I just read about the Open Letter to Sound & Music and Arts Council England from a large group of irate composers in Britain.
The situation is thus: a few years ago, the Arts Council England merged all the constituent parts of the ‘New Music’ scene into one organisation which covered everything from jazz, rock, and pop to contemporary composition. Previously these constituent organisations were principally responsible for the welfare and upkeep of contemporary composition. Society for the Promotion of New Music for contemporary (classical) composition, the British Music Information Centre for scores and recordings of the British contemporary (classical) scene, Sonic Arts Network for sound art (acousmatic composition, electronic music, musique concrete), and the Contemporary Music Network for the members of the above scenes. You might be forgiven for thinking these organisations were rather narrowly focused, but they had all existed for quite a substantial length of time, and represented the interests of a generation which still considered classical music and pop music as distinct, separate strains of development. They set out to provide mainly emerging classical composers with opportunities to have their (mainly scored) works performed by (at that time) healthy and well-supported contemporary classical music ensembles and orchestras.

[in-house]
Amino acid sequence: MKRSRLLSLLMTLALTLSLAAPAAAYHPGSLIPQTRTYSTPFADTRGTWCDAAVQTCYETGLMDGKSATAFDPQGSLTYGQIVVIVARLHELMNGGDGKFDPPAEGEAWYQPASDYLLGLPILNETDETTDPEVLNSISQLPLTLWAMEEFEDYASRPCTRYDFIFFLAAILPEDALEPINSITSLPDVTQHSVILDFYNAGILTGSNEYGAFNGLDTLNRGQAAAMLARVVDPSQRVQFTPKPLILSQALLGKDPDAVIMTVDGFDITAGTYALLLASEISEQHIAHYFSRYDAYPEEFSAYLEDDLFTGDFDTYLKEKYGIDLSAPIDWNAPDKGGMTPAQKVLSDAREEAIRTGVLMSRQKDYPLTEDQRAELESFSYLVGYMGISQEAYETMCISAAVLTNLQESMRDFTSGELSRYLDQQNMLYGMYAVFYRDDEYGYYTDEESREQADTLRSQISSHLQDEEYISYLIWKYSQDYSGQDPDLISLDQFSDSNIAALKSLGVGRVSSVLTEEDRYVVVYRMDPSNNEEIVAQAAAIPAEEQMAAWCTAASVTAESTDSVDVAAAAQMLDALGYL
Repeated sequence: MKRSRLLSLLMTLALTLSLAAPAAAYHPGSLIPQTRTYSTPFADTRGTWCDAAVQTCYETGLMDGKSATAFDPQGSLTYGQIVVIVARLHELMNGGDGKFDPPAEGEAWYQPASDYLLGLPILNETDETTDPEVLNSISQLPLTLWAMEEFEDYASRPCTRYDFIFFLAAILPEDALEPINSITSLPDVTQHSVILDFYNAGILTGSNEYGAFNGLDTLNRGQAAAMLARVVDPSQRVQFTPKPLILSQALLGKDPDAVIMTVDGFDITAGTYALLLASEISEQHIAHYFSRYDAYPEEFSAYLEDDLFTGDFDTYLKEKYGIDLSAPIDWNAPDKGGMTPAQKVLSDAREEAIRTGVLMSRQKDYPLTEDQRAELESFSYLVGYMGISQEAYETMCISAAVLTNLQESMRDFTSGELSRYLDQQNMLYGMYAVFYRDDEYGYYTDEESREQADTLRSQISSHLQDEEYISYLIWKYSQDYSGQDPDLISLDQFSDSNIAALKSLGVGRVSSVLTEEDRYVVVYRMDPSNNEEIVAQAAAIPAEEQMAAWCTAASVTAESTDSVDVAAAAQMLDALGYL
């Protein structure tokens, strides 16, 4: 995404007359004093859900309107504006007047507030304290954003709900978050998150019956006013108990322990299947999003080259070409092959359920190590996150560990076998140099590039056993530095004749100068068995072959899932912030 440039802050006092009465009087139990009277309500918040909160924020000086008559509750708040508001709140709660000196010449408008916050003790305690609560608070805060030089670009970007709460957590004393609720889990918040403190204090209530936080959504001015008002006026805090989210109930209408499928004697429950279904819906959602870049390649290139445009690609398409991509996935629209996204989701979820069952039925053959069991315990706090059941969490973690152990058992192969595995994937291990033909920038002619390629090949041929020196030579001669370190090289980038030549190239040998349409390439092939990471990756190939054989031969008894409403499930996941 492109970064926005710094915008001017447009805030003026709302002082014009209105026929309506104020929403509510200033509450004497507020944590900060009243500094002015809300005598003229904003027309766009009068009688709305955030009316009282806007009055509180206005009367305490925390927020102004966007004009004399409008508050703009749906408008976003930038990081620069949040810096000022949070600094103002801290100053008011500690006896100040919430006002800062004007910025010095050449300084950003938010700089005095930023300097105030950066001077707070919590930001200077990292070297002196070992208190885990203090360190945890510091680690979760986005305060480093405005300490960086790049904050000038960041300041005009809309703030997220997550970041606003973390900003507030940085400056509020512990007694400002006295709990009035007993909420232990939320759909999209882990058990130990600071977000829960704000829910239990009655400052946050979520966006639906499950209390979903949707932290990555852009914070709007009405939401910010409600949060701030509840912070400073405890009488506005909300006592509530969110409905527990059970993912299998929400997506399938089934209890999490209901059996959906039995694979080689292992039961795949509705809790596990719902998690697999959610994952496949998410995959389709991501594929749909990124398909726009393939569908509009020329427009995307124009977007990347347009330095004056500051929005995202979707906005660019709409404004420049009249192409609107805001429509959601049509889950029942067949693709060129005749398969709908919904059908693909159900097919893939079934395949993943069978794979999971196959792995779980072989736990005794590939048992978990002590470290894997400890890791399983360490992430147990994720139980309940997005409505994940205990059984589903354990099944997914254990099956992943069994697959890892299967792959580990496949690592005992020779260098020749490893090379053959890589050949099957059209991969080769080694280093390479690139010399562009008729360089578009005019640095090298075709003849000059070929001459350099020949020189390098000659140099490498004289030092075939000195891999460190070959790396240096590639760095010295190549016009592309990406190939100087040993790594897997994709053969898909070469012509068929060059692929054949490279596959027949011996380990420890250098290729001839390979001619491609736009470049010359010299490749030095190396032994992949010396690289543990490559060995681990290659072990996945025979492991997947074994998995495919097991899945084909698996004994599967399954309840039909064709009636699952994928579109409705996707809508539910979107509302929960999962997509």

Cue Sound and Music, and its shakeup of the music scene in Britain. In 2008 Sound and Music set out to support the British contemporary music scene from a different angle, not one centred directly on contemporary (classical) composition. They changed their focus from providing opportunities for emerging composers to supporting performing musicians, becoming a ‘producer’, as Norman Lebrecht terms it. I wholeheartedly, with the rest of the composition fraternity, jumped on this bandwagon, and Sound and Music kept up promoting opportunities for composers, as well as now making more of highlighting concerts outside London (which was always a huge beef for ‘regional’), and they supported the leading acts of the moment (as they saw fit), stalwart composers of the old school, and championed emerging composers. Unfortunately, what got lost in the meantime was the SPNM Shortlist, and the New Voices and Contemporary Voices schemes, replaced by the in-house Embedded scheme. However, you could say these opportunities were too contemporary (classical) composer specific, and given the new Sound and Music remit, only providing opportunities for a niche doesn’t particularly seem fair. So they were cut altogether.